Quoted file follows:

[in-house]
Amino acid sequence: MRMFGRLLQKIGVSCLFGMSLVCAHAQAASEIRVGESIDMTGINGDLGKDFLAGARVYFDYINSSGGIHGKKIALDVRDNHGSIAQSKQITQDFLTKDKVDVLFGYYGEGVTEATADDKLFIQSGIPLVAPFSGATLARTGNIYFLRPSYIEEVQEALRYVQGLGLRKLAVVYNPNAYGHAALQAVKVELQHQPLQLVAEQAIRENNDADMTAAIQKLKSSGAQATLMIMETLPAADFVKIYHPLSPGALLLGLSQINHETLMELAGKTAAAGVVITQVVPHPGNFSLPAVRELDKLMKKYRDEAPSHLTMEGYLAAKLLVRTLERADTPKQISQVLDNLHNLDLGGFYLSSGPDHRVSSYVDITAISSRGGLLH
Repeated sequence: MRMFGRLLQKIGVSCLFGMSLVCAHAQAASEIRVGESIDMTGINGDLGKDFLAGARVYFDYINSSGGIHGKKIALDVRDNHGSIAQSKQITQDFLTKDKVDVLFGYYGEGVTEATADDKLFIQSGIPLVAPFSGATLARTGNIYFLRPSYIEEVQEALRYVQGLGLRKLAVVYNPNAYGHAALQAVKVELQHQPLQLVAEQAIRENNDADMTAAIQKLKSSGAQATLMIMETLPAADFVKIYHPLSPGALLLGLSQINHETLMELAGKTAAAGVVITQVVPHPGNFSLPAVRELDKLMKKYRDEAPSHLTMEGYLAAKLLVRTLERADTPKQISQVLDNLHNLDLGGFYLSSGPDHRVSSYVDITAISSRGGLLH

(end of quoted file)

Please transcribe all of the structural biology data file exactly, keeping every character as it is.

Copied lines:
[in-house]
Amino acid sequence: MRMFGRLLQKIGVSCLFGMSLVCAHAQAASEIRVGESIDMTGINGDLGKDFLAGARVYFDYINSSGGIHGKKIALDVRDNHGSIAQSKQITQDFLTKDKVDVLFGYYGEGVTEATADDKLFIQSGIPLVAPFSGATLARTGNIYFLRPSYIEEVQEALRYVQGLGLRKLAVVYNPNAYGHAALQAVKVELQHQPLQLVAEQAIRENNDADMTAAIQKLKSSGAQATLMIMETLPAADFVKIYHPLSPGALLLGLSQINHETLMELAGKTAAAGVVITQVVPHPGNFSLPAVRELDKLMKKYRDEAPSHLTMEGYLAAKLLVRTLERADTPKQISQVLDNLHNLDLGGFYLSSGPDHRVSSYVDITAISSRGGLLH
Repeated sequence: MRMFGRLLQKIGVSCLFGMSLVCAHAQAASEIRVGESIDMTGINGDLGKDFLAGARVYFDYINSSGGIHGKKIALDVRDNHGSIAQSKQITQDFLTKDKVDVLFGYYGEGVTEATADDKLFIQSGIPLVAPFSGATLARTGNIYFLRPSYIEEVQEALRYVQGLGLRKLAVVYNPNAYGHAALQAVKVELQHQPLQLVAEQAIRENNDADMTAAIQKLKSSGAQATLMIMETLPAADFVKIYHPLSPGALLLGLSQINHETLMELAGKTAAAGVVITQVVPHPGNFSLPAVRELDKLMKKYRDEAPSHLTMEGYLAAKLLVRTLERADTPKQISQVLDNLHNLDLGGFYLSSGPDHRVSSYVDITAISSRGGLLH